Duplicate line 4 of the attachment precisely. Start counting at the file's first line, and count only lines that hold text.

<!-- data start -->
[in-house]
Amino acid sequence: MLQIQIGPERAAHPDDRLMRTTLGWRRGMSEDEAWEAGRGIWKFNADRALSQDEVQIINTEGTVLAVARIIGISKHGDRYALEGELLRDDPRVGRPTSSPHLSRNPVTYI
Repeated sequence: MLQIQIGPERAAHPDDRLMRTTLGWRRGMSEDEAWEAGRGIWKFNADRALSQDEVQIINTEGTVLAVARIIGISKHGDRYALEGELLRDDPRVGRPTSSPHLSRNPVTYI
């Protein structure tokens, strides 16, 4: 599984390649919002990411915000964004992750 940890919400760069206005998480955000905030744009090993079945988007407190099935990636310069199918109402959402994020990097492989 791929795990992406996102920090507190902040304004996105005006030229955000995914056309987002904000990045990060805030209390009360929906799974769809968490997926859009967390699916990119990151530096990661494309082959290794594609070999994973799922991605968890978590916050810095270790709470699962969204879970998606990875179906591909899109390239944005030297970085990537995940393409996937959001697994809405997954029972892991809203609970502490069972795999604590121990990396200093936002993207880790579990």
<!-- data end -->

């Protein structure tokens, strides 16, 4: 599984390649919002990411915000964004992750 940890919400760069206005998480955000905030744009090993079945988007407190099935990636310069199918109402959402994020990097492989 791929795990992406996102920090507190902040304004996105005006030229955000995914056309987002904000990045990060805030209390009360929906799974769809968490997926859009967390699916990119990151530096990661494309082959290794594609070999994973799922991605968890978590916050810095270790709470699962969204879970998606990875179906591909899109390239944005030297970085990537995940393409996937959001697994809405997954029972892991809203609970502490069972795999604590121990990396200093936002993207880790579990």